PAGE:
Distracted driving: What is the state of the science, and what are our knowledge gaps?

Ferguson, S.A.
National Institutes of Health

This literature review highlighted studies that examined a wide variety of distractions and their different effects on the abilities of different types of drivers. It described studies that investigated distraction and differences between young adult drivers and adult drivers. In particular, distracted young adult drivers had higher crash rates than adults, and this may be due to their inexperience driving. It was also reported that the conditions and timing of the performance of tasks is an important element of distraction. In other words, research is needed to identify the circumstances under which drivers perform distraction-related tasks and why drivers engage in these behaviours.

The author indicated that strong laws with publicized strong enforcement were a proven countermeasure for changing driver behaviour. In addition, it was noted that a critical requirement when states pass laws aimed at changing driver behaviour is to evaluate whether these laws have been successful in affecting behaviour and crash risk. It was concluded that since the range of in-vehicle distractions is constantly changing, it is important future research and legislators consider the range of behaviours that result in distracted driving, and not just cell phones. Furthermore, it was suggested that future research investigates why and under what circumstances drivers choose to disengage from the driving task.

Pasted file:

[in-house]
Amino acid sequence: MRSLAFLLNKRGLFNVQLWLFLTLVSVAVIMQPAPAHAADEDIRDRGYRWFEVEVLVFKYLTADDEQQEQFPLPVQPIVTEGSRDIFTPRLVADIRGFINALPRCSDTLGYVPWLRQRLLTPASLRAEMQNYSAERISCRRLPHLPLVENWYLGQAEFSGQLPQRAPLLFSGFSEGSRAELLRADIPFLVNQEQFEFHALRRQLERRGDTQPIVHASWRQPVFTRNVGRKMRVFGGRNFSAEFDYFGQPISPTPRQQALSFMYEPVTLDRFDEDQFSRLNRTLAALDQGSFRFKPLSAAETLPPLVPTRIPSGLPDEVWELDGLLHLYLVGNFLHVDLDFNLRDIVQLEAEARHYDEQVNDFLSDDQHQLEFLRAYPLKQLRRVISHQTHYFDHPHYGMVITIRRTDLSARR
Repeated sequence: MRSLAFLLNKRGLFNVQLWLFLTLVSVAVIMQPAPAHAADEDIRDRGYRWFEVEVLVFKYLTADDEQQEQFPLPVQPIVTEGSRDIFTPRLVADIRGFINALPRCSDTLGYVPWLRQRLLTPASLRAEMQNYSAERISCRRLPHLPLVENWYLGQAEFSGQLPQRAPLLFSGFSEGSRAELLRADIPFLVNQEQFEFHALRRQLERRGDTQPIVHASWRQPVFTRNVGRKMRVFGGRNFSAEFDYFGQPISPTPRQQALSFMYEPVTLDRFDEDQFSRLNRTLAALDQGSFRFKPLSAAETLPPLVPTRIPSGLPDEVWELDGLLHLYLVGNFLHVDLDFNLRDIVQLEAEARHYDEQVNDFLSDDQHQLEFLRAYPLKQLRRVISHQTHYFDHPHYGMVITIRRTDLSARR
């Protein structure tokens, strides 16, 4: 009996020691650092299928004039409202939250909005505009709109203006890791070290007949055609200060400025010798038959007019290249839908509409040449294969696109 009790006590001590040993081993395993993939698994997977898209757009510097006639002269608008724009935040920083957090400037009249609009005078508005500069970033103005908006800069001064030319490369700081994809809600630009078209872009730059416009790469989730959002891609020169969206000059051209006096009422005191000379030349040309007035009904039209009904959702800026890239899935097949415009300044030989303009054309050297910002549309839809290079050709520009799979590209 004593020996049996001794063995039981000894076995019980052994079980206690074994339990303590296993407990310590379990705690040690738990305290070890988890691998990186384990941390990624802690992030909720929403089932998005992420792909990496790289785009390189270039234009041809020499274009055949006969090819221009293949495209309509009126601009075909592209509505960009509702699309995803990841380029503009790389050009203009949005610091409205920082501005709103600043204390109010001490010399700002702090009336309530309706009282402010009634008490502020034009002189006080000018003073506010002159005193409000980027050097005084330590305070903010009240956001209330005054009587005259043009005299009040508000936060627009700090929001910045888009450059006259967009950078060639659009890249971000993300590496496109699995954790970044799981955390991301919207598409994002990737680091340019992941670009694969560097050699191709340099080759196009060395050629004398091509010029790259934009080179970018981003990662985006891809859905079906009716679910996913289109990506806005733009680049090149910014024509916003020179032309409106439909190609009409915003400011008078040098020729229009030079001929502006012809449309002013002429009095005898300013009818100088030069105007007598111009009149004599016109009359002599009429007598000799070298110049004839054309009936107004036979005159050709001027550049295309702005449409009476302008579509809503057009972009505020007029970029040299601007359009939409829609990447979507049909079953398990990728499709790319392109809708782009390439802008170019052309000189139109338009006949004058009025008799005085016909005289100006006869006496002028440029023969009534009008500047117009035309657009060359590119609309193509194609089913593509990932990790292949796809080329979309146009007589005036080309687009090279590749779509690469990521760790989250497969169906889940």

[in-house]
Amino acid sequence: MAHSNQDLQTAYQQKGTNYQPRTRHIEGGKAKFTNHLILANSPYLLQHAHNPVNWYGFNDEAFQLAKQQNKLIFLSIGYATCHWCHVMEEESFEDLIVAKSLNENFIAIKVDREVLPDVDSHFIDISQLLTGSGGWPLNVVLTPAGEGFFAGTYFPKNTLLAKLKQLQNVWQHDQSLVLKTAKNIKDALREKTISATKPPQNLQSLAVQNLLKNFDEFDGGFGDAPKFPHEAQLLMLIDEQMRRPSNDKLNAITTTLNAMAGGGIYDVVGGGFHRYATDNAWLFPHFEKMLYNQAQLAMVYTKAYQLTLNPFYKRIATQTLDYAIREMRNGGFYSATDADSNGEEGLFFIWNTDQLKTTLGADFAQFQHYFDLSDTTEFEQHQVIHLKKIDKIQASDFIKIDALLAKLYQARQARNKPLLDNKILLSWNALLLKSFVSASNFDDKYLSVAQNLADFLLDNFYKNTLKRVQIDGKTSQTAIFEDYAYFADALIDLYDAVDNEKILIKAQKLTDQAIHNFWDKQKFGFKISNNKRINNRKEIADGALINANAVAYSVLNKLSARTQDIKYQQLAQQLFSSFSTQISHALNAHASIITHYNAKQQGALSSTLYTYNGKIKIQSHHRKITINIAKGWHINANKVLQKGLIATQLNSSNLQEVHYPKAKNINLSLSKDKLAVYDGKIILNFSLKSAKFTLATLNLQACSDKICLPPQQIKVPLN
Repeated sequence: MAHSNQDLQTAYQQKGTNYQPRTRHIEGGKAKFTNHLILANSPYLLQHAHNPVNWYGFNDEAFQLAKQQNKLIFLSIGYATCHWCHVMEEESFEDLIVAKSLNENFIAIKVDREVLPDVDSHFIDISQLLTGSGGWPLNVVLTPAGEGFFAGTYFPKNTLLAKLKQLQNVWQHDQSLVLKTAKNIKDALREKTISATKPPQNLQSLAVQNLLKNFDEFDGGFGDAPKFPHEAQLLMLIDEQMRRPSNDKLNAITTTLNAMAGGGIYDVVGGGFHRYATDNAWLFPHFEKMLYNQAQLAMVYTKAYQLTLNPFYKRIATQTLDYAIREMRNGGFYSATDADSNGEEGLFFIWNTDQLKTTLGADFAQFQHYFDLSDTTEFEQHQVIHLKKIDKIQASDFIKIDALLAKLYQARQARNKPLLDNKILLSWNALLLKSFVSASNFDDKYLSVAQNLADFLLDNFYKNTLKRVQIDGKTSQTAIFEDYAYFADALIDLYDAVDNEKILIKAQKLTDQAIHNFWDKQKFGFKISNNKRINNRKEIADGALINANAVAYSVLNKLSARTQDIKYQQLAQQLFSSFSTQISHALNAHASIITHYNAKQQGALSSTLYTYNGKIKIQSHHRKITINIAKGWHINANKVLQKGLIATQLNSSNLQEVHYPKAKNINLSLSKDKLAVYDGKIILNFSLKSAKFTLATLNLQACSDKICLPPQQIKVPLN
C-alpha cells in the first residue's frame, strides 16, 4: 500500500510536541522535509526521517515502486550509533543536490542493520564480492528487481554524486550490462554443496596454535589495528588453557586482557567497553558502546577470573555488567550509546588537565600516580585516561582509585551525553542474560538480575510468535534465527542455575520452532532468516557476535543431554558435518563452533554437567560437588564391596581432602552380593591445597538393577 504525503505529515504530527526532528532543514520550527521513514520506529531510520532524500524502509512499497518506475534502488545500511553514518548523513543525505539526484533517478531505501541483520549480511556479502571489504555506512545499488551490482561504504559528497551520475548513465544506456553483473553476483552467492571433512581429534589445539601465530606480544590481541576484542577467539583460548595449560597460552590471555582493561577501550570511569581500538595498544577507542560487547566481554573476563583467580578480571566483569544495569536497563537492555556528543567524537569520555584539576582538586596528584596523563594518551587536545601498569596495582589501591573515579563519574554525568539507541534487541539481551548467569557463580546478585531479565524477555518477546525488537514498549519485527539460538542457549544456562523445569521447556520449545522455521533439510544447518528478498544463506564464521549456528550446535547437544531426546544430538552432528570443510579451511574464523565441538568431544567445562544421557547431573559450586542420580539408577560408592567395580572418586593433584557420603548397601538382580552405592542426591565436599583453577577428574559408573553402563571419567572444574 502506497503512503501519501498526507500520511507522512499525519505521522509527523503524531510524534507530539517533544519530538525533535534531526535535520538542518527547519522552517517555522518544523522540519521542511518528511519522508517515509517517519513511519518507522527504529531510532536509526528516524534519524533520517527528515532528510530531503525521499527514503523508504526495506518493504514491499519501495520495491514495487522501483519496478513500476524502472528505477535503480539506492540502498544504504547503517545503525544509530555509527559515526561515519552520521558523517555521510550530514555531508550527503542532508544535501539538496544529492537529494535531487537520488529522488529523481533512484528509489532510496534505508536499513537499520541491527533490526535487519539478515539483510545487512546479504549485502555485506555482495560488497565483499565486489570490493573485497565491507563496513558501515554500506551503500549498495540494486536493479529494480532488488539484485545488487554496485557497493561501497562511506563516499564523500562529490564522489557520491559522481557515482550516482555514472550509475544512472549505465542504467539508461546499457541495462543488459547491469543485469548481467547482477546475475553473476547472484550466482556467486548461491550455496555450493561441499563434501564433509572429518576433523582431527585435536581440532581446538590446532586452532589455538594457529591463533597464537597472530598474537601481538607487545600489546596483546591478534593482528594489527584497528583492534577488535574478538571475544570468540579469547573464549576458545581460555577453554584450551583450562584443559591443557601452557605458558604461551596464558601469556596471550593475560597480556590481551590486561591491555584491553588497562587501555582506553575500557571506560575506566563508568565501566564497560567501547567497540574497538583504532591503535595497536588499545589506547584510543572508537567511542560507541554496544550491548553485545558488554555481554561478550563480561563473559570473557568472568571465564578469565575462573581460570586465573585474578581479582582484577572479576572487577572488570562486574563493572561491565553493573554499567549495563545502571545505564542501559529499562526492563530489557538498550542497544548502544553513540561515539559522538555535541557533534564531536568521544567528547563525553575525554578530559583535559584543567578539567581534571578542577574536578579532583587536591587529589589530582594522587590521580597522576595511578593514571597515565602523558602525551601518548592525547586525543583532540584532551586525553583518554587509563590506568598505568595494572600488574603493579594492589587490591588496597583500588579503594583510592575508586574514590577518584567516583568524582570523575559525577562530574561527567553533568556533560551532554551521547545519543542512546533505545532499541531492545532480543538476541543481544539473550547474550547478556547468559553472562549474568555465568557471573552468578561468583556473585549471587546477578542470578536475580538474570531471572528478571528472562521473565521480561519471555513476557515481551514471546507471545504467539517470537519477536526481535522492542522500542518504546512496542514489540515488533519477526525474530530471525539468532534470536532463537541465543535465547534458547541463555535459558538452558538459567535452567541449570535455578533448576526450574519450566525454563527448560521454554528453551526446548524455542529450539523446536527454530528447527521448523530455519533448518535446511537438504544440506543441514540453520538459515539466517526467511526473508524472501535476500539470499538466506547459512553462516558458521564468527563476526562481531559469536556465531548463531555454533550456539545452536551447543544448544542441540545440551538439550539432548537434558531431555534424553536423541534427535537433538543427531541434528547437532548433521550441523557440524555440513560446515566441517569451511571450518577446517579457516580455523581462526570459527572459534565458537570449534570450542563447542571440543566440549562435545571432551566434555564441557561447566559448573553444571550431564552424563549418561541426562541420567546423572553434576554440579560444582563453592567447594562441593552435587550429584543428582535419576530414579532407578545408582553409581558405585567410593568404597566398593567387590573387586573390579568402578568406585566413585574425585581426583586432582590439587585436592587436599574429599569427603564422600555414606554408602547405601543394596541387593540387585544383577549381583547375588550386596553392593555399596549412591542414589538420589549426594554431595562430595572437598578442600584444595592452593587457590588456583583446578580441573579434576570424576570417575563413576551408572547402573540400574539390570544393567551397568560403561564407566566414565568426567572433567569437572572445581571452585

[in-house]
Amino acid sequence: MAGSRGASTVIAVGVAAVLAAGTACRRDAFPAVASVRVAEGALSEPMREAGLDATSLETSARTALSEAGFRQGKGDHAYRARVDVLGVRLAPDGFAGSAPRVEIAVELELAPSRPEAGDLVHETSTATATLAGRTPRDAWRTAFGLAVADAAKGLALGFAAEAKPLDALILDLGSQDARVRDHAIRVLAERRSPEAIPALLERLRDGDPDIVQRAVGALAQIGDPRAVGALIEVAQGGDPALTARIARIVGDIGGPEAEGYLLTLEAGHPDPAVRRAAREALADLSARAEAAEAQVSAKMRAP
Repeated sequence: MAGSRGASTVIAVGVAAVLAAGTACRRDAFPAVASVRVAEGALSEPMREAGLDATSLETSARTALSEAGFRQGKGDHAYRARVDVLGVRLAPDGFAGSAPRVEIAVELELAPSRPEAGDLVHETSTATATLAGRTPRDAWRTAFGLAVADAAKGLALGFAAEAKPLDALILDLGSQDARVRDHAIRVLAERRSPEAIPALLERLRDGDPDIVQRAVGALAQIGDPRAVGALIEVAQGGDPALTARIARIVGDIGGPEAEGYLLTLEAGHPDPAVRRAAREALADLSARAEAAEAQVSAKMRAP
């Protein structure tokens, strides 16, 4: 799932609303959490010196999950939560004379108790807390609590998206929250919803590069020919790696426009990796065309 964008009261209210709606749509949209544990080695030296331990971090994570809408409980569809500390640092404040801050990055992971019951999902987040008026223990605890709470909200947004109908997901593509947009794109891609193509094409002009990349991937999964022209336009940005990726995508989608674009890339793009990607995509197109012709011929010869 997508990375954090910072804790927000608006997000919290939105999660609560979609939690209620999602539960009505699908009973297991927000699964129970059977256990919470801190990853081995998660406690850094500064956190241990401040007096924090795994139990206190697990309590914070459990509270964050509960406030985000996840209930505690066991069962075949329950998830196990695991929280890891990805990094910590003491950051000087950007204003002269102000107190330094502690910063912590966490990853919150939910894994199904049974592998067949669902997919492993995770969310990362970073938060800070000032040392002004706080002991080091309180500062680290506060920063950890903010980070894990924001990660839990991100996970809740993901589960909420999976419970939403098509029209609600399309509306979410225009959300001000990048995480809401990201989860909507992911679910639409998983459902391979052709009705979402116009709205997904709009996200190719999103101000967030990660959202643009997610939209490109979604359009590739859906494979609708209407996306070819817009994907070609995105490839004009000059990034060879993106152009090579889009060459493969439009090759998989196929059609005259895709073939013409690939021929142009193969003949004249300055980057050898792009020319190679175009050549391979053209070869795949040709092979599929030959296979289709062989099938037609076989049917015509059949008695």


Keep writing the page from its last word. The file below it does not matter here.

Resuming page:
Reference
Ferguson, S. A. (2014). Distracted driving: What is the state of the science, and what are our knowledge gaps?. Annals of Advances in Automotive Medicine, 58, 1.